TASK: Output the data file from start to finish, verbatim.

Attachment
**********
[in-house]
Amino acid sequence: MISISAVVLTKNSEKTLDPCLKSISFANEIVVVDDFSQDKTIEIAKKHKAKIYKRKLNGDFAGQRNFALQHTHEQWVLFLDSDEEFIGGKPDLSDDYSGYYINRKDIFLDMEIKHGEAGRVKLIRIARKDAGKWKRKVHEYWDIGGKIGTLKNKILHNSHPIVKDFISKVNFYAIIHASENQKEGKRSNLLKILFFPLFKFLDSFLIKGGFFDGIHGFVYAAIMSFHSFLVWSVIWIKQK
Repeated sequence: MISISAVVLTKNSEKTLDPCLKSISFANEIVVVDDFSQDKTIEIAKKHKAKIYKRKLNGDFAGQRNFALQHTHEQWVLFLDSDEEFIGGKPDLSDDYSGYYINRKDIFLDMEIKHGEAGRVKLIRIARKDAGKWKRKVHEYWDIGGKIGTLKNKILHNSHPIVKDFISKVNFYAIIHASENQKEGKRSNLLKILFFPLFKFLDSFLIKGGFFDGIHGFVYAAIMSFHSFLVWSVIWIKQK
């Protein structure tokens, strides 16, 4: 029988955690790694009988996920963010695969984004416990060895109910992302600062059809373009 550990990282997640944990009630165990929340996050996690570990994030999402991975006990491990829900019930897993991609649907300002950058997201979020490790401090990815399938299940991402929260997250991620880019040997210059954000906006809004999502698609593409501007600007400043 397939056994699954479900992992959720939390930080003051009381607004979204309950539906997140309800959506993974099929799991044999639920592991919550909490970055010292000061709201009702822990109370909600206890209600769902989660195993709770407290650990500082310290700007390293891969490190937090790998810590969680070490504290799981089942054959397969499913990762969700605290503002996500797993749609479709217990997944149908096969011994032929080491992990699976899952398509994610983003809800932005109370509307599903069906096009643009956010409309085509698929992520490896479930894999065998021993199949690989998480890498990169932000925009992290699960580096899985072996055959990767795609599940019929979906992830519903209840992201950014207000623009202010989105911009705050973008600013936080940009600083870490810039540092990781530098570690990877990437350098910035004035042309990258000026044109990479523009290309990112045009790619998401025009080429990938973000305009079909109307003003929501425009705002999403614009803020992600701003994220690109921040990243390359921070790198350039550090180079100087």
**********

[in-house]
Amino acid sequence: MISISAVVLTKNSEKTLDPCLKSISFANEIVVVDDFSQDKTIEIAKKHKAKIYKRKLNGDFAGQRNFALQHTHEQWVLFLDSDEEFIGGKPDLSDDYSGYYINRKDIFLDMEIKHGEAGRVKLIRIARKDAGKWKRKVHEYWDIGGKIGTLKNKILHNSHPIVKDFISKVNFYAIIHASENQKEGKRSNLLKILFFPLFKFLDSFLIKGGFFDGIHGFVYAAIMSFHSFLVWSVIWIKQK
Repeated sequence: MISISAVVLTKNSEKTLDPCLKSISFANEIVVVDDFSQDKTIEIAKKHKAKIYKRKLNGDFAGQRNFALQHTHEQWVLFLDSDEEFIGGKPDLSDDYSGYYINRKDIFLDMEIKHGEAGRVKLIRIARKDAGKWKRKVHEYWDIGGKIGTLKNKILHNSHPIVKDFISKVNFYAIIHASENQKEGKRSNLLKILFFPLFKFLDSFLIKGGFFDGIHGFVYAAIMSFHSFLVWSVIWIKQK
């Protein structure tokens, strides 16, 4: 029988955690790694009988996920963010695969984004416990060895109910992302600062059809373009 550990990282997640944990009630165990929340996050996690570990994030999402991975006990491990829900019930897993991609649907300002950058997201979020490790401090990815399938299940991402929260997250991620880019040997210059954000906006809004999502698609593409501007600007400043 397939056994699954479900992992959720939390930080003051009381607004979204309950539906997140309800959506993974099929799991044999639920592991919550909490970055010292000061709201009702822990109370909600206890209600769902989660195993709770407290650990500082310290700007390293891969490190937090790998810590969680070490504290799981089942054959397969499913990762969700605290503002996500797993749609479709217990997944149908096969011994032929080491992990699976899952398509994610983003809800932005109370509307599903069906096009643009956010409309085509698929992520490896479930894999065998021993199949690989998480890498990169932000925009992290699960580096899985072996055959990767795609599940019929979906992830519903209840992201950014207000623009202010989105911009705050973008600013936080940009600083870490810039540092990781530098570690990877990437350098910035004035042309990258000026044109990479523009290309990112045009790619998401025009080429990938973000305009079909109307003003929501425009705002999403614009803020992600701003994220690109921040990243390359921070790198350039550090180079100087």